The assessment of IV effectiveness is complicated by the degree which the vaccine and virus match, which varies from year to year, with mismatches leading to contradictory results.9 In this study, we prospectively investigated elderly with or without influenza vaccinations, and then, compared the differences in the incidences of AMI. The results demonstrated that elderly individuals exposed to matched IV in 2008 appeared less likely to have AMI compared with those who were exposed to mismatched strains in 2007. Our results showed that elderly men who were exposed to the IV appeared to be less likely to have AMI, unlike their female counterparts in 2007 and 2008. The HRs for AMI among the individuals exposed to mismatched vaccines (administered in 2007) were 0.990 (95% CI: 0.745–1.316) for men and 1.102 (95% CI: 0.803–1.513) for women. For the matched vaccine (administered in 2008), the HRs for AMI were significant in men (HR: 0.681; 95% CI: 0.509–0.912) and barely significant in women (HR: 0.737; 95% CI: 0.527–1.029) in 2008 (match data). Few studies have investigated the association between influenza infection and AMI by gender. To the best of our knowledge, this article is the first to investigate the relationship between matched/mismatched strains of IVs and the risk of AMI by gender.
Several recent observational studies have reported reductions in AMI following influenza vaccination.1,6,10 Three epidemiological studies and 1 small clinical trial have suggested that influenza vaccination is associated with a 50% reduction in the incidence of sudden cardiac death, AMI, and ischemic stroke.11 However, previous randomized clinical trials have demonstrated inconclusive effects for cardiovascular death.12,13 Although the “health vaccine effect” could not be ruled out, the main findings in Gwini's work align with our study.10 However, the “healthy vaccine effect” was minimized in the study design of this article. The vaccine only provides only between 70% and 80% protection against influenza virus strains that closely match those in the vaccine, but the level of effectiveness of the vaccine varies, and it is slightly lower (43–68%) in the elderly.14,15 None of the previous papers have investigated the relationship between matched/mismatched strains of IVs and the risk of AMI.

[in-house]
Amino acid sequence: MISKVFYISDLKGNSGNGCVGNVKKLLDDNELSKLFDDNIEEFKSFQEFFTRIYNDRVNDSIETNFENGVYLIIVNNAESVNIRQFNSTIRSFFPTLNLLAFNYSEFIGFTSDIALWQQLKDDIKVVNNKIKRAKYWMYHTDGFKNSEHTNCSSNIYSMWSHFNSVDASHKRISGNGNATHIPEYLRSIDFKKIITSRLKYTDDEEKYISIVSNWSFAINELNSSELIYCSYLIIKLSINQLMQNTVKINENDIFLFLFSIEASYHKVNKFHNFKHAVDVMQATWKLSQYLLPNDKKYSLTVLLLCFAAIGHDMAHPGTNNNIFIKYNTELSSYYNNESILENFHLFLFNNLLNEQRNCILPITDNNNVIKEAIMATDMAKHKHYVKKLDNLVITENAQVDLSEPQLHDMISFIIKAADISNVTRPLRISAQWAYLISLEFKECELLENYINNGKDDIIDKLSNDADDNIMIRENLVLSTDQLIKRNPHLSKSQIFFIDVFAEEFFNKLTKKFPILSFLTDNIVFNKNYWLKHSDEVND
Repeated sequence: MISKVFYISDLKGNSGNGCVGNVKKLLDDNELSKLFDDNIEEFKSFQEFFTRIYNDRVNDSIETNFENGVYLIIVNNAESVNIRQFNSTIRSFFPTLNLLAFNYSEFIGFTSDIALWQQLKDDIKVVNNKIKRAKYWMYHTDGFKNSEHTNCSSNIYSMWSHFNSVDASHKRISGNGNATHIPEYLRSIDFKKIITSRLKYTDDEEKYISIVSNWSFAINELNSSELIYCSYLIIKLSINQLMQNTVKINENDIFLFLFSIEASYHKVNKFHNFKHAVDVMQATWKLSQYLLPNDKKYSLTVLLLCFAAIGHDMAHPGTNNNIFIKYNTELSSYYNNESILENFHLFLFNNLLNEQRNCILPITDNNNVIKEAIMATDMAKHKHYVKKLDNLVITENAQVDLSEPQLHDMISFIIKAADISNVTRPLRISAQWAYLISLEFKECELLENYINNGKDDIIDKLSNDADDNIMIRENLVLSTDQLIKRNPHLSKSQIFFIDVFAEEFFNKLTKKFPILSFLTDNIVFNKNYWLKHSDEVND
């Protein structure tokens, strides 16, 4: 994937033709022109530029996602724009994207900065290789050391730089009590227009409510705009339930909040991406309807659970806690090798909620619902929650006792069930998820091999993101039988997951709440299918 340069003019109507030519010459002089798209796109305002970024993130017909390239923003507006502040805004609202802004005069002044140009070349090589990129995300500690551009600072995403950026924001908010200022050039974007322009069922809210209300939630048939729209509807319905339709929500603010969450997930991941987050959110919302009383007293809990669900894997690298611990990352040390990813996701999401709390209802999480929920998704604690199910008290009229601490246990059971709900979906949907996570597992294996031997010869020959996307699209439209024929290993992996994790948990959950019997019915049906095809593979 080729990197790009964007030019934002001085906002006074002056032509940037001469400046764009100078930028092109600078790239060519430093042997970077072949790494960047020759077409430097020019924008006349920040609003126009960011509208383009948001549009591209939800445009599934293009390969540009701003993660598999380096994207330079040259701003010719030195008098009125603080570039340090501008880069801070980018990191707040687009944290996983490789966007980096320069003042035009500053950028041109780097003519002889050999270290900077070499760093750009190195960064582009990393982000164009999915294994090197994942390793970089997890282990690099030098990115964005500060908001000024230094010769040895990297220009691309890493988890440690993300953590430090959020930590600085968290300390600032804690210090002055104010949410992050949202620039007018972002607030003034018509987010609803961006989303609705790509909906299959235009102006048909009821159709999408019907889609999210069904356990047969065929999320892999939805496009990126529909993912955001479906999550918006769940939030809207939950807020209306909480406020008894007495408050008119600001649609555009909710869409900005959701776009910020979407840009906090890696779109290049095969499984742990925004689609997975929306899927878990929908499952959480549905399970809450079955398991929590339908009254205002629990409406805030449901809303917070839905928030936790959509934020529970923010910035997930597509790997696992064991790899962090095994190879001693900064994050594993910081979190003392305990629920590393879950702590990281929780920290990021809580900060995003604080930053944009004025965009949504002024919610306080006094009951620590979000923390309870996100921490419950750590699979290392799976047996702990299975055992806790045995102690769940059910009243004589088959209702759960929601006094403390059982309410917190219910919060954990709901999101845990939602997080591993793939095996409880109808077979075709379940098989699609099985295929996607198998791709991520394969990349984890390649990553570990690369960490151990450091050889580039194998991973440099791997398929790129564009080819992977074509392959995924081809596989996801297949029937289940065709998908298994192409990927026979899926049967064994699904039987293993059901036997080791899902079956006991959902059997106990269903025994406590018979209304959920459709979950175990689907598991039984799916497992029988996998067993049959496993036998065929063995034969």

Previous studies have also suggested that the use of IV was associated with a lower risk of major adverse cardiovascular events,6,16 and Meyers11 has also shown that AMIs could be prevented through influenza vaccinations. Phrommintikul et al5 conducted a study to evaluate the effects of the IV on cardiovascular outcomes in acute coronary syndrome (ACS) patients; the authors reported that the IV reduced major cardiovascular events in patients with ACS. Gwini et al10 also investigated the association between AMI and influenza vaccination using the self-controlled case-series method, and found that reductions in AMI incidence were more pronounced for early seasonal vaccinations before mid-November. These previous studies have used either ACS patients5 or a self-controlled case-series study design10 that was consistent with ours. However, negative studies6,10–12 and equivocal conclusions from a recent systematic review10,11 indicate that there is insufficient and conflicting evidence, particularly in representative, low risk populations. A review paper of Keller et al2 has also concluded that insufficient data exist to evaluate the effect of vaccination on coronary heart disease. Therefore, the protective effects of the IV on cardiovascular events are still inconclusive because several confounding variables could be adjusted. These potential confounders might include vaccine type (match or mismatch), gender, underlying diseases, and different outcomes measured. Nichol et al17 conducted a large-scale study that included, cohorts of community-dwelling members of 3 large managed-care organizations who were at least 65 years old; these residents were studied during the 1998 to 1999 and 1999 to 2000 influenza seasons. The authors found that in the elderly, the influenza is associated with reductions in the risk of hospitalization for heart disease, cerebrovascular disease, and pneumonia or influenza as well as the risk of death from all causes during influenza seasons. This result aligns with our results. However, in Nichol's work,17 the outcome is not specific to AMI outcome, nor is it stratified by gender; the misclassification of vaccination status and vaccine type (match or mismatch) is other concerns. In this study, we investigate the relationship between matched/mismatched strains of IVs and the risk of AMI by gender using large-scale population-based data to conduct a retrospective cohort study.